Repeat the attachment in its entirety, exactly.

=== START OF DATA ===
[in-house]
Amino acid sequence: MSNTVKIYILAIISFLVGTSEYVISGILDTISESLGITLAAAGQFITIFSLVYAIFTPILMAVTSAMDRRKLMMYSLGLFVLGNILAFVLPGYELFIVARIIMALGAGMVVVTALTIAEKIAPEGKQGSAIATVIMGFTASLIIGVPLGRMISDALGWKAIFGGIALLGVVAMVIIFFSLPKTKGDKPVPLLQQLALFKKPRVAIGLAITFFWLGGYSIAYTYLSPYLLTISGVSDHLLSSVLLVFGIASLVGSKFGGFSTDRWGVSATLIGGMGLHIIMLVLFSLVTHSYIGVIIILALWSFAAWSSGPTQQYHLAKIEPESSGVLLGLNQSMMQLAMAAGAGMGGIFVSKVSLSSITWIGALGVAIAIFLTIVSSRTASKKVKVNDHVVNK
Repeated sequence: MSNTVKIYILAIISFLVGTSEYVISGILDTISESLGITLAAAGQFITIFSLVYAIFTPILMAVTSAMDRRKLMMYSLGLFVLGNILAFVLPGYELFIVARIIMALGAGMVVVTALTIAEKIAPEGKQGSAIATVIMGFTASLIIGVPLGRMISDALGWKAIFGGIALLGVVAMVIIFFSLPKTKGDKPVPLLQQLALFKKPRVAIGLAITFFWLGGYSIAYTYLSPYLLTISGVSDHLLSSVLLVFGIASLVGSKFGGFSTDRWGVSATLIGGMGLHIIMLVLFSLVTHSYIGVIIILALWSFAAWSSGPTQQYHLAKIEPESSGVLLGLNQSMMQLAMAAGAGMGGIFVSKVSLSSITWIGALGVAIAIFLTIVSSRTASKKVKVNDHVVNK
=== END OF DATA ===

[in-house]
Amino acid sequence: MSNTVKIYILAIISFLVGTSEYVISGILDTISESLGITLAAAGQFITIFSLVYAIFTPILMAVTSAMDRRKLMMYSLGLFVLGNILAFVLPGYELFIVARIIMALGAGMVVVTALTIAEKIAPEGKQGSAIATVIMGFTASLIIGVPLGRMISDALGWKAIFGGIALLGVVAMVIIFFSLPKTKGDKPVPLLQQLALFKKPRVAIGLAITFFWLGGYSIAYTYLSPYLLTISGVSDHLLSSVLLVFGIASLVGSKFGGFSTDRWGVSATLIGGMGLHIIMLVLFSLVTHSYIGVIIILALWSFAAWSSGPTQQYHLAKIEPESSGVLLGLNQSMMQLAMAAGAGMGGIFVSKVSLSSITWIGALGVAIAIFLTIVSSRTASKKVKVNDHVVNK
Repeated sequence: MSNTVKIYILAIISFLVGTSEYVISGILDTISESLGITLAAAGQFITIFSLVYAIFTPILMAVTSAMDRRKLMMYSLGLFVLGNILAFVLPGYELFIVARIIMALGAGMVVVTALTIAEKIAPEGKQGSAIATVIMGFTASLIIGVPLGRMISDALGWKAIFGGIALLGVVAMVIIFFSLPKTKGDKPVPLLQQLALFKKPRVAIGLAITFFWLGGYSIAYTYLSPYLLTISGVSDHLLSSVLLVFGIASLVGSKFGGFSTDRWGVSATLIGGMGLHIIMLVLFSLVTHSYIGVIIILALWSFAAWSSGPTQQYHLAKIEPESSGVLLGLNQSMMQLAMAAGAGMGGIFVSKVSLSSITWIGALGVAIAIFLTIVSSRTASKKVKVNDHVVNK